Sonos Beam soundbar: A voice-controlled fix for your TV's cruddy speakers

David Pogue
Tech Critic

Sonos — which filed for a U.S. initial public offering on Friday — has been building a devoted following for its compact, great-sounding wireless speakers, perfectly suited for the age of music streaming, since 2005. (The company says that, in fact, 93% of all Sonos speakers ever sold are still in use.)

But then came the Amazon (AMZN) Echo. Voice, it turned out, was the killer app for speakers. It took Sonos some time to realize what was happening — and to start building voice assistants into its speakers. The first one, the Sonos One, came out in November — and the second begins shipping on July 17.

(Just in time, by the way, for the company’s initial public stock offering, which is expected in the next few weeks.)

It’s called the Sonos Beam. It’s a $400 soundbar for your TV — with Alexa built in.

The Sonos Beam is only 25 inches long.

Meet the Beam

Soundbars have always been great companions for flat TVs, because the built-in speakers in those TVs are terrible; there’s just no room for them. As TVs get even flatter, and their bezels get even thinner, the need for a good, inexpensive soundbar is greater than ever.

Sonos imagines the Beam for “small- to medium-size” rooms like apartments, kitchens, and bedrooms — and for those, it’s perfect. The thing is 25.6 inches wide, available in black or white. The top surface is gently concave; there’s nothing up there but volume up/down buttons, a play/pause button, and a Microphone Off button, which makes Alexa stop listening for commands. (If you want to wall-mount the Beam, you can buy a $60 matching bracket.)

The slightly concave top surface has a few touch-sensitive buttons.

You connect the Beam to your TV with a single cable: a standard HDMI cable, plugged into your TV’s “HDMI ARC” jack.

Most TVs made in the last five years or so have this Audio Return Channel jack, which channels the TV’s audio signal to external gear (like soundbars). And most of those TVs understand CEC (Consumer Electronics Control), a protocol for sending commands among your components. In the Beam’s case, ARC and CEC mean that you can turn on the TV just by saying things like,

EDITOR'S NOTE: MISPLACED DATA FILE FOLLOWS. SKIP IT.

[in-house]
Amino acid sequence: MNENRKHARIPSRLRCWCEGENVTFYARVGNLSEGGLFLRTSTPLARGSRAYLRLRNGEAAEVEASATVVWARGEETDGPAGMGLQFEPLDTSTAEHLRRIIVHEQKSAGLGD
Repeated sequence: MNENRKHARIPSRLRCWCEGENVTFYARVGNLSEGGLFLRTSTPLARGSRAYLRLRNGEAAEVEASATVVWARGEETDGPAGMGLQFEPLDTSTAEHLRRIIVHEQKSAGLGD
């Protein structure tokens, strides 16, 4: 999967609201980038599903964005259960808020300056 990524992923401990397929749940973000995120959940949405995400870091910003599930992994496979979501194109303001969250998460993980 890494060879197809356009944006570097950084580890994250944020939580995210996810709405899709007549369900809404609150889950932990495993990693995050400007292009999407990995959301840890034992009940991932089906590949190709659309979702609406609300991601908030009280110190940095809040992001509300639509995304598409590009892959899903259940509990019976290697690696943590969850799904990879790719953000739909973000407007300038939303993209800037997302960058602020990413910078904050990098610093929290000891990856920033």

• “Alexa, turn on the TV”
  • “Alexa, set the TV volume to 80%”
  • “Alexa, turn it up”
  • “Alexa, mute.”

You feel like a god.

On the back: power, “discover me” button for setup, Ethernet, and HDMI.

If your TV doesn’t have an ARC jack, you can connect the Beam instead with the included optical audio cable adapter — but then you can’t command the TV by voice. (All other Alexa commands still work.)

Alexa + Sonos

After a bit of setup in the Sonos app, the Beam is ready to do what Sonos is so good at: Streaming music from just about every music service on earth: Spotify, Apple Music, Google Music, Amazon Music, Tidal, Pandora, TuneIn, Sirius XM, Audible, and 50 more.

But the Beam is also a full-blown Amazon Echo, ready to do everything Alexa can do for you, like giving you the time in Berlin, setting a 20-minute timer, reading last night’s sports results, speaking an NPR news update, summoning an Uber ride, ordering a Domino’s pizza, setting your Nest thermostat, or telling you a joke. (“Why does Where’s Waldo wear a striped shirt? Because he doesn’t want to be spotted.”)

And, of course, you can ask it to play any music in the world (if you have a subscription).

If you’re a multi-Sonos family, you can summon music in other parts of the house. “Alexa, play Springsteen in the kitchen,” you can say, or “Play Duke Ellington in the living room.” Boom.

When setting up the Beam, you have to link it to your Amazon account to make all this work. I’m happy to report that this process, which once involved hopping between the Sonos and Alexa apps on your phone roughly 437 times, has been radically simplified; it now takes about two taps.

The sound

The Beam sounds great. It has that characteristic Sonos sound: a crisp, solid presence, with clarity and volume that’s surprising for the speaker’s size.

Inside, the Beam has four full-range woofers, one tweeter, and three passive radiators; they create left, center, and right channels of sound. Two of the woofers, angled out at 60 degrees, manage a surprising amount of stereo separation; I was startled to hear a piece of space debris fly across the bedroom in “Gravity.”